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Bubbles popping in the hot particle soup that filled the early universe may have created a rumble like thunder, and it is possible that we can detect the echoes today. Finding them could help solve some mysteries of the Higgs boson and maybe lead to new physics.

The Higgs is credited with giving most other particles mass. Physicists hope that it won't behave as predicted, because oddball antics would give clues to new physics beyond the standard model, our best description of the known particles and forces.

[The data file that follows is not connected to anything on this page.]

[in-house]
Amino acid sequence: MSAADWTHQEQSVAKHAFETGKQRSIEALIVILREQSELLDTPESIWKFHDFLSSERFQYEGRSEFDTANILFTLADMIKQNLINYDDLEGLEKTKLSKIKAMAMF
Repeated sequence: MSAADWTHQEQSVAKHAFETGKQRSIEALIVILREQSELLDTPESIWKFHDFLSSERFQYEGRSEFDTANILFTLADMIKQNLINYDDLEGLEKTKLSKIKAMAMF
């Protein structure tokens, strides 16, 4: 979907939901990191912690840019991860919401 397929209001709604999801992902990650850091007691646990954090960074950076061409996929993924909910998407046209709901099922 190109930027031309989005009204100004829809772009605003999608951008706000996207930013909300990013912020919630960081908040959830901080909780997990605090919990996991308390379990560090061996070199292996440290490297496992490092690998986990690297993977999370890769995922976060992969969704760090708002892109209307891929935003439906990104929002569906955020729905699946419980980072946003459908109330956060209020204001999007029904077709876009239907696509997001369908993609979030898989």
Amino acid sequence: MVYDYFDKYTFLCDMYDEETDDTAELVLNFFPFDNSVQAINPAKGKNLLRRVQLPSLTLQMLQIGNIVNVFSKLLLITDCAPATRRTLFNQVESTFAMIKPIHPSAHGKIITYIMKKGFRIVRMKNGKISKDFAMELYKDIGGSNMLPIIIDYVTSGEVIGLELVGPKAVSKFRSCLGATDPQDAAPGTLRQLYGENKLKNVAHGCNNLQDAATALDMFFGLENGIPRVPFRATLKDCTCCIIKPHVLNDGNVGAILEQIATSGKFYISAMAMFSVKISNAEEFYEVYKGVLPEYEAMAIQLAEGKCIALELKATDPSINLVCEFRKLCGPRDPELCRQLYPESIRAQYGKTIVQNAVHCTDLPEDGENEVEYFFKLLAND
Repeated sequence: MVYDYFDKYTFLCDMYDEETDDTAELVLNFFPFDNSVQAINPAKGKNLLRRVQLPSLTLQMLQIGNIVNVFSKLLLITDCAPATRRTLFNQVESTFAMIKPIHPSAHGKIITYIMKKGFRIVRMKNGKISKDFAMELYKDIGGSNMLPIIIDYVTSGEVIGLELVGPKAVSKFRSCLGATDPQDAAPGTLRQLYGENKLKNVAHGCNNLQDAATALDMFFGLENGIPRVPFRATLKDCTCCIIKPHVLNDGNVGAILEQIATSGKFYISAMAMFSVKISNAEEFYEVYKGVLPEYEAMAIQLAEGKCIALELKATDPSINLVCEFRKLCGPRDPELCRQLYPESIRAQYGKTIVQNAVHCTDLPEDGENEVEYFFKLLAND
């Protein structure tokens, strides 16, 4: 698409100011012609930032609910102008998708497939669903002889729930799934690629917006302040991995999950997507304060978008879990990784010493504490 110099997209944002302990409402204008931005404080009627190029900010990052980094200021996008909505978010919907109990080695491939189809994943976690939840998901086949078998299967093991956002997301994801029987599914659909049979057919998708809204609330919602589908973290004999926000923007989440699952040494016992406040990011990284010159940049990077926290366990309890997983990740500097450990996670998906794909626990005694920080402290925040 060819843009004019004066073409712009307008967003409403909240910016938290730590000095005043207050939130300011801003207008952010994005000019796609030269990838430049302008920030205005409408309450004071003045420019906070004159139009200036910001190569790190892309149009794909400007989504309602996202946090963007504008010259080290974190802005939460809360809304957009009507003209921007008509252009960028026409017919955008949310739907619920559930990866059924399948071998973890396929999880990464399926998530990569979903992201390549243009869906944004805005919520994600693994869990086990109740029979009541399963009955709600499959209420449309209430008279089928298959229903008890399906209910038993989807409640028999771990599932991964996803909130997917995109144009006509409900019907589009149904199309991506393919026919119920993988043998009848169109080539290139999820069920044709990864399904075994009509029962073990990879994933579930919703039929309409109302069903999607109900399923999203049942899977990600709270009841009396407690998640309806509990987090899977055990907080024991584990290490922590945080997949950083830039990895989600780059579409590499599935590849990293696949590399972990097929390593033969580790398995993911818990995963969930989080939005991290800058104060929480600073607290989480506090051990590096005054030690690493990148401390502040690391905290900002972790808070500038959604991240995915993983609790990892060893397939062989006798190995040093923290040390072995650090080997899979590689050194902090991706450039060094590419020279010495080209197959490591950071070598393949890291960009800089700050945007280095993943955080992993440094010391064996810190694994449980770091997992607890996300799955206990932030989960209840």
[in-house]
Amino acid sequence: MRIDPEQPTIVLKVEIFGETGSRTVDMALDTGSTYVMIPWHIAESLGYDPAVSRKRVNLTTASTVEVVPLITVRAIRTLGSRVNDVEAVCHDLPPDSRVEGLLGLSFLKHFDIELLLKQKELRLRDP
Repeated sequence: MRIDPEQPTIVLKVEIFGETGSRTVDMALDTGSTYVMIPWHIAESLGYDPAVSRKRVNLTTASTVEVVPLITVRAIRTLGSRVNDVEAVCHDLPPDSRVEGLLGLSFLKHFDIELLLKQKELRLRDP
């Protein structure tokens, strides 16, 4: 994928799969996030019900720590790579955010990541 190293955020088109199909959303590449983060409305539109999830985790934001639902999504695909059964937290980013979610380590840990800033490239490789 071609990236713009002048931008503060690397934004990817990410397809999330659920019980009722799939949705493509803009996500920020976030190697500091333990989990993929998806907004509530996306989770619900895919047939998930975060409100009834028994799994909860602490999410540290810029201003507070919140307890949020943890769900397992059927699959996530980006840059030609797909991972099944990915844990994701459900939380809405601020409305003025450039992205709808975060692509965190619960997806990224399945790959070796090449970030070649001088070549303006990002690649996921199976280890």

One way to test Higgs theory is to listen to the sky, says David Weir at the University of Helsinki in Finland. "When the Higgs field was turning on everywhere and giving the other particles mass, that could have been a very violent time in the early universe," he says.

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